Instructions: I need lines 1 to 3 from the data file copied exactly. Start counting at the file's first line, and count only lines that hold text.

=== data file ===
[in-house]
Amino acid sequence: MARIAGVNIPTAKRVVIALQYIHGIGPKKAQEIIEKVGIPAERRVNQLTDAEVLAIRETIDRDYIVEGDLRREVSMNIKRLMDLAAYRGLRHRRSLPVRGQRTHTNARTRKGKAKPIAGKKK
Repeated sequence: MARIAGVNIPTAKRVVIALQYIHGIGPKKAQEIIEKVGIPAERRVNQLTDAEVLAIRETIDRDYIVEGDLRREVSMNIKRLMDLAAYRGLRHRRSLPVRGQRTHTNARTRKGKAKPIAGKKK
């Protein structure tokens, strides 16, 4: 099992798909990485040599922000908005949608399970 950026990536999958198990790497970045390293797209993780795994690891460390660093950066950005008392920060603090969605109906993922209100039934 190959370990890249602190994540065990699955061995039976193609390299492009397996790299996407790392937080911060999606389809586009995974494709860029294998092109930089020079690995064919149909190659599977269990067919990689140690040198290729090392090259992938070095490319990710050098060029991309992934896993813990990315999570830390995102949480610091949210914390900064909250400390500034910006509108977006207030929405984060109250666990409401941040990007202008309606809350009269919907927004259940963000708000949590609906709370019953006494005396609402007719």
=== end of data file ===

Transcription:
[in-house]
Amino acid sequence: MARIAGVNIPTAKRVVIALQYIHGIGPKKAQEIIEKVGIPAERRVNQLTDAEVLAIRETIDRDYIVEGDLRREVSMNIKRLMDLAAYRGLRHRRSLPVRGQRTHTNARTRKGKAKPIAGKKK
Repeated sequence: MARIAGVNIPTAKRVVIALQYIHGIGPKKAQEIIEKVGIPAERRVNQLTDAEVLAIRETIDRDYIVEGDLRREVSMNIKRLMDLAAYRGLRHRRSLPVRGQRTHTNARTRKGKAKPIAGKKK